She only hoped she survived the experience. Intact.

"All right kids, dial it down a notch will you?" Joan rebuked their bawdy laughter with a stern gaze. ‘Captain Frosty’ or not, a captain was still a captain, and that demanded a certain degree of respect. She’d flown with Kate Phillips a number of times, and found her to be a demanding professional, with an economy of word and motion that the senior flight attendant marveled at. Do your job, do it well, and Joan had found that the pilot had no quarrel with you. As a result, the two had established a working relationship that was civil, efficient, and collegial.

And with Catherine Phillips, Joan thought, that was as close as the pilot would ever allow herself to step towards the line of friendship. A line that for her was bold, clear and intractable. Never to be crossed. And some small part of the senior flight attendant thought that a shame... for the captain, more than anyone else.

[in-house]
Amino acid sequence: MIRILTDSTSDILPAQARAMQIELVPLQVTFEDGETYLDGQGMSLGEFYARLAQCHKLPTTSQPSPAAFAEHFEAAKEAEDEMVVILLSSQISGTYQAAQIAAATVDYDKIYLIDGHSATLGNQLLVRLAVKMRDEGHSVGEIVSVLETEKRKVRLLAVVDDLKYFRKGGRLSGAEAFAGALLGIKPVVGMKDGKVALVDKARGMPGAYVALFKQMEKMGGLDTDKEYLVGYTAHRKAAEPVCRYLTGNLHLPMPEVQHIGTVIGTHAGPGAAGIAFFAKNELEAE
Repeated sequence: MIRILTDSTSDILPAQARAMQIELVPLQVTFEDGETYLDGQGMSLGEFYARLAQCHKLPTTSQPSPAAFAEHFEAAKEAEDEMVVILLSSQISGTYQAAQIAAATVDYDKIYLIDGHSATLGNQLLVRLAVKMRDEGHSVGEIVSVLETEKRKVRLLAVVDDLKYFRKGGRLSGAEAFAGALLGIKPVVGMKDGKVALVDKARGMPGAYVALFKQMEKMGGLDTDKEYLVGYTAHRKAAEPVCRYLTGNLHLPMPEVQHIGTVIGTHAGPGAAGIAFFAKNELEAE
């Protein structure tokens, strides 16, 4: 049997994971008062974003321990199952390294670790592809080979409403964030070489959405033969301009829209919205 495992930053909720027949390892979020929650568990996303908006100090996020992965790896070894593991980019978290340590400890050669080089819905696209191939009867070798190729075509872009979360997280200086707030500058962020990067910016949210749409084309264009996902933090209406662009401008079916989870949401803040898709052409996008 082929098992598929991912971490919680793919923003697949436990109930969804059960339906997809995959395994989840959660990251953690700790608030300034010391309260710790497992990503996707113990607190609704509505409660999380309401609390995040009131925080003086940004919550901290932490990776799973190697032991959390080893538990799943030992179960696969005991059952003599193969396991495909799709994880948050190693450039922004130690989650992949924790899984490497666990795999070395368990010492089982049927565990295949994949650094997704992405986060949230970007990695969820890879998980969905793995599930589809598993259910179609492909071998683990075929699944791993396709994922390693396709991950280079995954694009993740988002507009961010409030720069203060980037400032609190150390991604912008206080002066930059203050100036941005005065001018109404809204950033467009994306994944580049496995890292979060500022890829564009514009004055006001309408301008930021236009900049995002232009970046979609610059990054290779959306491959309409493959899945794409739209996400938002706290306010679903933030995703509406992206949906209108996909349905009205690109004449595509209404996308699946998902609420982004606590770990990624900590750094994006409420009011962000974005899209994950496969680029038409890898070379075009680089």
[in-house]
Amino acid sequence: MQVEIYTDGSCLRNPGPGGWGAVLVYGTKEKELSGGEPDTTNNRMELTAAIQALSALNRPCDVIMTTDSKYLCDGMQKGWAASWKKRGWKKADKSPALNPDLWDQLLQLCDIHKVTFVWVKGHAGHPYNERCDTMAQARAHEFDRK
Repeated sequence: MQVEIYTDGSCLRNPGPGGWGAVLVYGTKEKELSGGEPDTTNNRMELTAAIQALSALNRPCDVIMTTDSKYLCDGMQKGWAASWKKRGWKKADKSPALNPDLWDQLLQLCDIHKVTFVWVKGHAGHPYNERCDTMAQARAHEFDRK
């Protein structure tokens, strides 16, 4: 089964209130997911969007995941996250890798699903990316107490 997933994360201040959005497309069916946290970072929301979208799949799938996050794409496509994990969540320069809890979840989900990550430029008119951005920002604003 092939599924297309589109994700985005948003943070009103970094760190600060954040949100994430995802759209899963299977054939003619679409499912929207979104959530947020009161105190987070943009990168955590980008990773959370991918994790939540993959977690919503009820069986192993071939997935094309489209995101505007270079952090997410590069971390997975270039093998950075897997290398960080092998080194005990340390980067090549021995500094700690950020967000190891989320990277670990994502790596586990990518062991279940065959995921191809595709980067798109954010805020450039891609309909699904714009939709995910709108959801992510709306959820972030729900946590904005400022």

The driver tooted lightly on his horn several times, in quick succession, and Becky realized that the forward crawl of the van had slowed to a complete stop.

"All right, this is as close as I think I’m gonna get you folks," he said glumly, pushing up on the bill of his Yankees baseball cap. They were still nearly forty yards from the Orbis entrance, and idling virtually in the middle of the congested access road. "I could try to work in a little more, but that might take another 10 minutes and--"